15 Dec Norway – Europe’s Untouched Playground
On a damp and miserable afternoon in early November, I maxed out my credit card. Oops! I should have been angry at myself for being a business graduate who still couldn’t look after his own finances, but I didn’t care. I had bills to pay, but I didn’t care. There were starving children in third world countries I could have fed instead, but I didn’t care. Ok, ok – I did care. I donated some money to charity to balance things out.
I spent my last pennies on flights to Norway to celebrate the New Year with a couple of university friends. Why Norway? Well, I went last year for the exact same reason and fell in love with the place. I even applied for some grad jobs out there! The country’s natural landscapes (not to mention the ladies) are beautiful.
I’m going out there for a break from work and to celebrate my MSc results (woot!) with coursemates. I’ll be staying at my friend’s house in Stavanger (the oil capital of Norway) on the West coast. We’re spending the week going on a couple of hikes, carving up the slopes (skiing > boarding), and having a mega New Year’s Eve house party!
Not a lot of people know much about Norway other than Ole Gunnar SolskjÃ¦r (and if you don’t know about him, shame on you). So here’s a little crash course on what you need to know:
– Norway is the richest country in the world! (per capita – lots of money from oil and not a lot of people)
– Norway has topped the United Nations’ global list of the best country to live in for the eighth year running this year
– The coastline stretches over 16,000 miles and is broken by huge fjords and numerous islands caused by glaciers from the Ice Age
– They are not part of the European Union – they don’t need the financial support or red tape
– The paperclip (my favourite item of stationery) was invented in Norway
One thing to note about this beautiful country though is that it’s not cheap. The locals aren’t trying to con you or anything – it’s just an expensive place. Graduate salaries start at Â£40k (start!), but there are high taxes that allow for universal health-care and a comprehensive social security system. If possible, stay with friends, couch-surf, or stay in hostels. Hotels are a big no-no if you’re on a budget. Renting an apartment for a week or two is ideal.
It’s worth every penny though. The quality of food is exquisite. The fish is always fresh out of the North Sea. I couldn’t get enough of the salmon! *nom nom nom*
Activities are driven by the climate. Norway experiences four distinct seasons, rather than the single British season of misery (October through to October) with the odd two-day Summer. On the whole, the Winter is FREEZING! Well it’s not too bad if I’m being honest. There is hardly any wind-chill, so as long as you’ve got a good jacket and pair of gloves, it’s all gravy. Summer brings higher temperatures than expected considering its northern latitude. In certain parts of Norway that are north of the Arctic Circle, the sun never completely sets between May and July. You may have even heard Norway to be the ‘Land of the Midnight Sun’.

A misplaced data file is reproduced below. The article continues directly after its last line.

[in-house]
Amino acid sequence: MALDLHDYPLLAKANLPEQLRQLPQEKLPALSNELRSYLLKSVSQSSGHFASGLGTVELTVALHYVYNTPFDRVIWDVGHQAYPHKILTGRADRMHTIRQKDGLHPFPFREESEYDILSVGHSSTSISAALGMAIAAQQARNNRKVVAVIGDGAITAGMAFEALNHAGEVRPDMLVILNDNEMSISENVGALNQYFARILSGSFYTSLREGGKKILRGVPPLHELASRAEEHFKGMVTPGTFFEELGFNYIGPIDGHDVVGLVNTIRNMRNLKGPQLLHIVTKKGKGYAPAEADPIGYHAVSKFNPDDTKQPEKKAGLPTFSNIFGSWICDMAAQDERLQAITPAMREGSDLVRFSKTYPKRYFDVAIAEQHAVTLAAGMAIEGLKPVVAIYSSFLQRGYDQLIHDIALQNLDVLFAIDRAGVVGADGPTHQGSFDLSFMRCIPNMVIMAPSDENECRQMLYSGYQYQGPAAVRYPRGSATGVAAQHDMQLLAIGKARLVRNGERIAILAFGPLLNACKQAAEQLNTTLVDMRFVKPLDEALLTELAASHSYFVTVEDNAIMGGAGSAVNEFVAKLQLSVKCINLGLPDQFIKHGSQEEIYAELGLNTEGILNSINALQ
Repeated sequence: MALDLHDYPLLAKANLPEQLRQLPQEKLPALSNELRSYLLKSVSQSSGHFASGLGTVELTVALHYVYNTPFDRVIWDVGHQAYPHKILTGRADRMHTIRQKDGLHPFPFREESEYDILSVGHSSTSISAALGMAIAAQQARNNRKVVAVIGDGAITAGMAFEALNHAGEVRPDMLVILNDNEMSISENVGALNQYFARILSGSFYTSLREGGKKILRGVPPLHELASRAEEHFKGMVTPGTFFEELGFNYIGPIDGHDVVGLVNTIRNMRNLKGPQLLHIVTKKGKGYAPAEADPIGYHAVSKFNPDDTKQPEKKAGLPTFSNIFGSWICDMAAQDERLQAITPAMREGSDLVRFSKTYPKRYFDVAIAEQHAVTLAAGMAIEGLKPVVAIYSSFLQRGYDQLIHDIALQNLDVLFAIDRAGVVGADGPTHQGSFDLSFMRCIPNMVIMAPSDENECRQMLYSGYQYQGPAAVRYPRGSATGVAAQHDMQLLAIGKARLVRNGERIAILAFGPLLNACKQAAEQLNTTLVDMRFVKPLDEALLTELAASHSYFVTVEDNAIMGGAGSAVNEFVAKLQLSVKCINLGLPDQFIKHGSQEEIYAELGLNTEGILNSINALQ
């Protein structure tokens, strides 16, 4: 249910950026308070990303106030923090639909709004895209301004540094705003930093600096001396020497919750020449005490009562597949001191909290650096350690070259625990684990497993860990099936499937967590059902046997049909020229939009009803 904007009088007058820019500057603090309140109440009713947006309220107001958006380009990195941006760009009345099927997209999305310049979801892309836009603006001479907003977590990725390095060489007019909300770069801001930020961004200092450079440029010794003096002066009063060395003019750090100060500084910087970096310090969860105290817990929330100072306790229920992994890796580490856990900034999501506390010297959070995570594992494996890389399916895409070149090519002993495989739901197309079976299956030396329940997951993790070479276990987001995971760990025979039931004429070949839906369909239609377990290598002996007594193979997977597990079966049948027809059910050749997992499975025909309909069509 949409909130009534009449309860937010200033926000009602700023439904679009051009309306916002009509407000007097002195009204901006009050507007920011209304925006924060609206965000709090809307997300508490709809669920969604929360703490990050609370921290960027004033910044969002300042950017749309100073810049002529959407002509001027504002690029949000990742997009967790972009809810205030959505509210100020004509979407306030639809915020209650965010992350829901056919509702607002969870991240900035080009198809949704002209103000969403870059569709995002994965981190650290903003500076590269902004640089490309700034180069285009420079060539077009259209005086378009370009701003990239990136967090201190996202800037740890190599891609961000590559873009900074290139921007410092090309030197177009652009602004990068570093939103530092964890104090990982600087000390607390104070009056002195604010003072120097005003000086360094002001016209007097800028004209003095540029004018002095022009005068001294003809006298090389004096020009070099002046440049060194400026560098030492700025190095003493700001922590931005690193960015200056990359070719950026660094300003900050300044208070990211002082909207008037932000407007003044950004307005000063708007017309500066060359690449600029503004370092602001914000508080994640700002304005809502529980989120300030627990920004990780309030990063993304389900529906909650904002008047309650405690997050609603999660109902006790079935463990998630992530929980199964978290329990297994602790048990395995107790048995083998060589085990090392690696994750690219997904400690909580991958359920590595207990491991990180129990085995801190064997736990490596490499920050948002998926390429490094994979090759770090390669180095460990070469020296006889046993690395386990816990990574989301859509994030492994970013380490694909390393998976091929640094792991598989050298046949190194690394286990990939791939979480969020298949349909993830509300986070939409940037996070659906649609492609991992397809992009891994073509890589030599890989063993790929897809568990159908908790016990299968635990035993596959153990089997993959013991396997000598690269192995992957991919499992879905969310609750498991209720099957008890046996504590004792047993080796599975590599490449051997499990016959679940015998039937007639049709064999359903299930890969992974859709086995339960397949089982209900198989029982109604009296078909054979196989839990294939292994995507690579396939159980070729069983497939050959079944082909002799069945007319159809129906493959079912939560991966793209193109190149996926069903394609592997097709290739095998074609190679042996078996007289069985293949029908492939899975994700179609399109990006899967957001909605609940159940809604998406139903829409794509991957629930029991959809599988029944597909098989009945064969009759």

Â· Skiing / snowboarding
Â· Ice-skating / Ice hockey
Â· Surfing (cold, but better waves during the winter)
Â· Windsurfing / wakeboarding / surfing
Â· Hiking & Camping
Â· White-water (river) rafting
You name it, Norway has it. I saw some kid wearing a hoody displaying the words “winter in the mountains, summer on the beach”. It couldn’t be more apt for this Scandinavian nation.
The hiking opportunities are the clincher for me. On my last visit, we hiked to Preikestolen (aka Pulpit Rock), a massive cliff an hour’s drive from Stavanger with a steep 2000 foot drop popular with BASE jumpers. We trekked for three hours through a wall of four foot snow and icy, rocky terrain with no safety equipment – with hindsight this was pretty stupid in Winter conditions, but it was worth it. I got to experience this, the most beautiful place I’ve ever been. The view down the 23 mile long fjord (Lysefjord) stretches far into the horizon and the cliff’s drop is slightly unnerving when you stick your head over the edge. There wasn’t another soul in sight. Just a deafening silence and a peaceful stillness that’s hard to explain. Weather permitting, I hope to go up there again this December.
I’m still in England, but I’m planning my next Norwegian adventure already – a road trip next year to see the aurora borealis (Northern Lights) …who wants to join me?
If you can’t get months off work to go to the other side of the world for a Gap Year and see some of the greatest natural landscape, it’s not a problem. Norway is only a two hour flight away.
So those are my plans for New Year’s. What are yours?
I wish you all a very Happy New Year.
Or as the Norwegians say, ‘takk for det gamla’ (thanks for the old).